You'll likely also be working with extension behind your lens, whether that be in the form of extension tubes, or just your lens' internal extension from focusing closely. This extension also reduces the amount of light that gets through. Add a diffuser between the sun and the subject to soften harsh sunlight, and the light level is reduced even more.

But the problem when capturing flowers at macro magnifications is that even when it feels completely still, there can still be micro-breezes blowing your subject about. The flower might only move a fraction of a millimeter, but in a macro photo this can cause significant blurring.

Where the tripod comes in handy here is aiding in composition, focusing, and keeping the camera locked in place while you can position a flash for lighting.

Flower photographed with camera on a tripod and flash placed on the ground below the flower
Symphytum 2015 / Beinwell 2015 by Bernhard Friess on Flickr (licensed CC-BY-ND)

With the camera positioned on a tripod you can think carefully about the exact composition you want. You can look at the frame and move the camera very slightly if there is something just poking in at the edge of the frame. Whereas if you're shooting handheld, particularly when shooting macro, your concentration is more likely to be on getting the flower in sharp focus rather than the composition. A tripod gives you time to consider all elements of the image.

A tripod also makes it easy to retake a photo with the exact same composition if you misfocus on your first shot. Just adjust the focus and try again.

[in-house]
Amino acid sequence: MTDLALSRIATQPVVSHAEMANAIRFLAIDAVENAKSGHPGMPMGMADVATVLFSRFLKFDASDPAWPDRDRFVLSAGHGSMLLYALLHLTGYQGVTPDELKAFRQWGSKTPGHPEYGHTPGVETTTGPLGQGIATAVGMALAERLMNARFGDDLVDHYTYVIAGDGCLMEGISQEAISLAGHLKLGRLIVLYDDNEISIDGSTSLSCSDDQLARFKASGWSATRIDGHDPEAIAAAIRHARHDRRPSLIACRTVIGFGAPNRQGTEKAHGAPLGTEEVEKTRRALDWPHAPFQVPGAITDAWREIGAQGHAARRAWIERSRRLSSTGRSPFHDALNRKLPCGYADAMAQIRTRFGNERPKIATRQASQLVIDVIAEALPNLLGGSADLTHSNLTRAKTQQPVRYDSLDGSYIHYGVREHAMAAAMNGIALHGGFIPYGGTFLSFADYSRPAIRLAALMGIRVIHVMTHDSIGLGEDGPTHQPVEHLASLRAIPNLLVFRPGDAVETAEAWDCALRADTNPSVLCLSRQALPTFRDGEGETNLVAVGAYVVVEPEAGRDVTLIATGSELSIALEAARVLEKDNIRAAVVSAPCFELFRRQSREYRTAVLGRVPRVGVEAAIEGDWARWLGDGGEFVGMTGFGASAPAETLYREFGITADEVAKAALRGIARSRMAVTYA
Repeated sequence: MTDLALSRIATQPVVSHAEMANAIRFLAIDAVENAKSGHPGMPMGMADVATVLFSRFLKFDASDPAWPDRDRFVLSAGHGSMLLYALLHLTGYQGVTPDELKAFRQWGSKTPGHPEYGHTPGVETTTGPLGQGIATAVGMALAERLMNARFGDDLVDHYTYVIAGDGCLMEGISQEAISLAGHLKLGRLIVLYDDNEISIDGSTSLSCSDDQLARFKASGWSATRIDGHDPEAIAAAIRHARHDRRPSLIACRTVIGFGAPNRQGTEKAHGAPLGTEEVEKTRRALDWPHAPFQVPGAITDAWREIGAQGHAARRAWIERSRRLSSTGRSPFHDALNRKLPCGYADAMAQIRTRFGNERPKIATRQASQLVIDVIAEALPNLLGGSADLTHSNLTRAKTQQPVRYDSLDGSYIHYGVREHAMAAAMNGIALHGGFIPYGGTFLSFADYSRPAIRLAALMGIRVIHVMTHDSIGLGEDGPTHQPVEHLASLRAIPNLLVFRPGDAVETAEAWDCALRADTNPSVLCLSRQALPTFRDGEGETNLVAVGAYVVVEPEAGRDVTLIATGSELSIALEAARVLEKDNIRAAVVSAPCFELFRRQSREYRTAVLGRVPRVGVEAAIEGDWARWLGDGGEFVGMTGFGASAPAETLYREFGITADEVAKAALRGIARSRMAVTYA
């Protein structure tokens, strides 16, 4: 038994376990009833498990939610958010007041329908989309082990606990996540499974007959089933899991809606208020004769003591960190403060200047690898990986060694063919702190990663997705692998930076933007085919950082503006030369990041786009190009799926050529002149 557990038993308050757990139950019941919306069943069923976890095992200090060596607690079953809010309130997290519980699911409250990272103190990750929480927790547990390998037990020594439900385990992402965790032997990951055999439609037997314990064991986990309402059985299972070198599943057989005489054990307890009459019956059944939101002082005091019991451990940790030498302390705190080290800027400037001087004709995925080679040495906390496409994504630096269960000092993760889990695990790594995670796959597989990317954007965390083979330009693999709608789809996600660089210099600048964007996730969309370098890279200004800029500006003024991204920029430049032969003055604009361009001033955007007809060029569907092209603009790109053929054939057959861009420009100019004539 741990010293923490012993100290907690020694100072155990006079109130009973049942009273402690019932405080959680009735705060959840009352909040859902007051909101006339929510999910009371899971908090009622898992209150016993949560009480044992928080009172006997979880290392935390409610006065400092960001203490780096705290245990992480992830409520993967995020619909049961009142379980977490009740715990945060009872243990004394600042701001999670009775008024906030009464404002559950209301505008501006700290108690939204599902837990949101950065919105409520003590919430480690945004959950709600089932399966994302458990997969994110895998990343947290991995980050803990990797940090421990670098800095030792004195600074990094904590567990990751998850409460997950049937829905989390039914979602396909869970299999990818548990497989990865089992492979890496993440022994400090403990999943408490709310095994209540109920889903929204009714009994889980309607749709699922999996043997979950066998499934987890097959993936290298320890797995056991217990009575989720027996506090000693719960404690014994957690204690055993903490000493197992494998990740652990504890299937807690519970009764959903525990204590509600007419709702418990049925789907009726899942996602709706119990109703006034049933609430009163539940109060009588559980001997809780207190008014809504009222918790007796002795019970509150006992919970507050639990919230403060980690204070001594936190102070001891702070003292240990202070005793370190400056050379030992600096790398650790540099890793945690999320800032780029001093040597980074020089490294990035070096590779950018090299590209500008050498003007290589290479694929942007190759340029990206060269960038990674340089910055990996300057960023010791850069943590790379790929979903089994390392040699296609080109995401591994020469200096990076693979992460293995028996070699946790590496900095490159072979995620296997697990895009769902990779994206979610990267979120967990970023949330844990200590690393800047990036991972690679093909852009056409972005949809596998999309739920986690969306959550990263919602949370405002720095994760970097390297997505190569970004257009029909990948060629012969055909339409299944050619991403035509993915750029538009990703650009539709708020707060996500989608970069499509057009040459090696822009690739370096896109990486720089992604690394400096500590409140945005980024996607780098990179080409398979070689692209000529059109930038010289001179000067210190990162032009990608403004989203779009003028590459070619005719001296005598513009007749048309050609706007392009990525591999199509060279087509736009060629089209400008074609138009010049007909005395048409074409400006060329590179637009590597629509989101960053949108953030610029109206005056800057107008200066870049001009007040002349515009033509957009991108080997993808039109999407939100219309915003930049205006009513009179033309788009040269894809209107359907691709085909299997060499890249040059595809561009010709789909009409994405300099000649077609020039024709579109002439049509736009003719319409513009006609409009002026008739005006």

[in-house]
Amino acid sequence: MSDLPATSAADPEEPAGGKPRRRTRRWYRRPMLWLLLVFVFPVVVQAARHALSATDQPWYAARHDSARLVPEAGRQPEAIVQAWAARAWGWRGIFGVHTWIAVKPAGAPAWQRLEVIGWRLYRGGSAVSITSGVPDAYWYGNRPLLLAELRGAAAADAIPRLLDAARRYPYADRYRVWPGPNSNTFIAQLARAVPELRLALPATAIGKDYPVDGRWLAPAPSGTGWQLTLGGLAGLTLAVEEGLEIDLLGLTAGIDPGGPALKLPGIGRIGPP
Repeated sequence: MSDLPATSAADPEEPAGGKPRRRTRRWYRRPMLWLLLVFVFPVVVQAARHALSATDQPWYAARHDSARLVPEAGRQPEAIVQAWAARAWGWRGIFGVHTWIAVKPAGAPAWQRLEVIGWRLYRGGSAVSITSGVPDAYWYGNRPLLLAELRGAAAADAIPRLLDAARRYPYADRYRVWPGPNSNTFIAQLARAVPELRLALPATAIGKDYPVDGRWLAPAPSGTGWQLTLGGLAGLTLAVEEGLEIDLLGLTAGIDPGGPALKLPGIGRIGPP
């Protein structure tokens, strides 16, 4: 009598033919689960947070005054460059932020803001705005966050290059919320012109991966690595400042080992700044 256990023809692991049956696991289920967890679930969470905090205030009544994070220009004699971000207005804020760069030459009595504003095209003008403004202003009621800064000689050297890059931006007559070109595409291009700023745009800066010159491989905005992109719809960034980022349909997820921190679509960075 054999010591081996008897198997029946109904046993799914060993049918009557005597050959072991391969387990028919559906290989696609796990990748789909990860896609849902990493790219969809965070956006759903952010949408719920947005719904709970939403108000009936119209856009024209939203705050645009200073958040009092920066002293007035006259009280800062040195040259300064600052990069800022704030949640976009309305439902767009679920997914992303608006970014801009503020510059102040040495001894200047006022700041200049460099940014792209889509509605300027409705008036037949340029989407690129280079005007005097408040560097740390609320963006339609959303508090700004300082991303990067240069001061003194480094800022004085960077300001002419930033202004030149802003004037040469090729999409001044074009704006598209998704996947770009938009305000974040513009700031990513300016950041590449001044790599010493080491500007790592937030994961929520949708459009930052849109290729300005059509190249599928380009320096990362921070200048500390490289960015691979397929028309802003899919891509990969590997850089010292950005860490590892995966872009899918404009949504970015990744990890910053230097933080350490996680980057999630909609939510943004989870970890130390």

Dahlia flower with bee, photographed with the camera on a tripod
Project52 - Week One: Dahlia by Jessica Cross on Flickr (licensed CC-BY)

When lighting a flower with flash, again a tripod is very useful. Using a wireless trigger system, you can have your camera locked in place on the tripod, and the flash held in your hand. The short burst of light from the flash allows you to use a fast shutter speed and freeze the subject with no motion blur.

With the camera locked in place you are free to experiment with your lighting. You can hold the flash above the flower, below it, behind it, to the left, or right, or even introduce multiple lights or reflectors. It allows you to get creative with your lighting without having to worry about re-finding the focus and your desired composition for each shot.

Snowdrops in artificial Evening-Sun, photographed using camera on a tripod and handheld flash
Snowdrops in artificial Evening-Sun / Schneeglöckchen in künstlicher Abendsonne by Bernhard Friess on Flickr (licensed CC-BY-ND)

Where a tripod can fall short

I don't suggest you always use a tripod for flower photography though. There are some times that you are better off just shooting hand-held. Non-macro shots during the daytime are often better off taken handheld. You can get a fast shutter speed, so don't need anything to steady the camera, and working handheld allows you to quickly and easily move the camera around the flower(s) to try a large variety of compositions.